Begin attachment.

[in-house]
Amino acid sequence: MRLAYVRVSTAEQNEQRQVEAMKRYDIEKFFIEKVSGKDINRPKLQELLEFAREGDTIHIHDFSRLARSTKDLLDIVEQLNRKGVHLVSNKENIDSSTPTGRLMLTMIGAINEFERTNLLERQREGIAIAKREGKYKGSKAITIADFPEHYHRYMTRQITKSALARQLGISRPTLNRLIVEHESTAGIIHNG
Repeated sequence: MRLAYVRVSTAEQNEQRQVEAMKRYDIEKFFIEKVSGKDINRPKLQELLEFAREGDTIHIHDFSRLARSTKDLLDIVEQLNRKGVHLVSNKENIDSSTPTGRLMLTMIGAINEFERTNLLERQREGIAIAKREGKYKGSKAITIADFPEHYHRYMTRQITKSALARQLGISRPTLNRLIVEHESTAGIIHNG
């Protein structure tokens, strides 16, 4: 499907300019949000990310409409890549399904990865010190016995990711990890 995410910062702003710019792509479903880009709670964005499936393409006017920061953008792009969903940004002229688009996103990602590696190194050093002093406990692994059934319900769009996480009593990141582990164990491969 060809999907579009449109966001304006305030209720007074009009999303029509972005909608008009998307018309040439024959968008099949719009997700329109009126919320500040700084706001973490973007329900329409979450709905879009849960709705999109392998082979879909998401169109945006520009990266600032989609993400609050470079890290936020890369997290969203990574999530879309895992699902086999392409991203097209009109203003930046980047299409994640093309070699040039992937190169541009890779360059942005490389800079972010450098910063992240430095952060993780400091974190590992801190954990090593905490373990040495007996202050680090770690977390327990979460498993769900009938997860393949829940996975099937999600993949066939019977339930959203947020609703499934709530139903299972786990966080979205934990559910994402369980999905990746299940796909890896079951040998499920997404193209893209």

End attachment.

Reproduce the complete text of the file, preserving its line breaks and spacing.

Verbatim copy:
[in-house]
Amino acid sequence: MRLAYVRVSTAEQNEQRQVEAMKRYDIEKFFIEKVSGKDINRPKLQELLEFAREGDTIHIHDFSRLARSTKDLLDIVEQLNRKGVHLVSNKENIDSSTPTGRLMLTMIGAINEFERTNLLERQREGIAIAKREGKYKGSKAITIADFPEHYHRYMTRQITKSALARQLGISRPTLNRLIVEHESTAGIIHNG
Repeated sequence: MRLAYVRVSTAEQNEQRQVEAMKRYDIEKFFIEKVSGKDINRPKLQELLEFAREGDTIHIHDFSRLARSTKDLLDIVEQLNRKGVHLVSNKENIDSSTPTGRLMLTMIGAINEFERTNLLERQREGIAIAKREGKYKGSKAITIADFPEHYHRYMTRQITKSALARQLGISRPTLNRLIVEHESTAGIIHNG
């Protein structure tokens, strides 16, 4: 499907300019949000990310409409890549399904990865010190016995990711990890 995410910062702003710019792509479903880009709670964005499936393409006017920061953008792009969903940004002229688009996103990602590696190194050093002093406990692994059934319900769009996480009593990141582990164990491969 060809999907579009449109966001304006305030209720007074009009999303029509972005909608008009998307018309040439024959968008099949719009997700329109009126919320500040700084706001973490973007329900329409979450709905879009849960709705999109392998082979879909998401169109945006520009990266600032989609993400609050470079890290936020890369997290969203990574999530879309895992699902086999392409991203097209009109203003930046980047299409994640093309070699040039992937190169541009890779360059942005490389800079972010450098910063992240430095952060993780400091974190590992801190954990090593905490373990040495007996202050680090770690977390327990979460498993769900009938997860393949829940996975099937999600993949066939019977339930959203947020609703499934709530139903299972786990966080979205934990559910994402369980999905990746299940796909890896079951040998499920997404193209893209």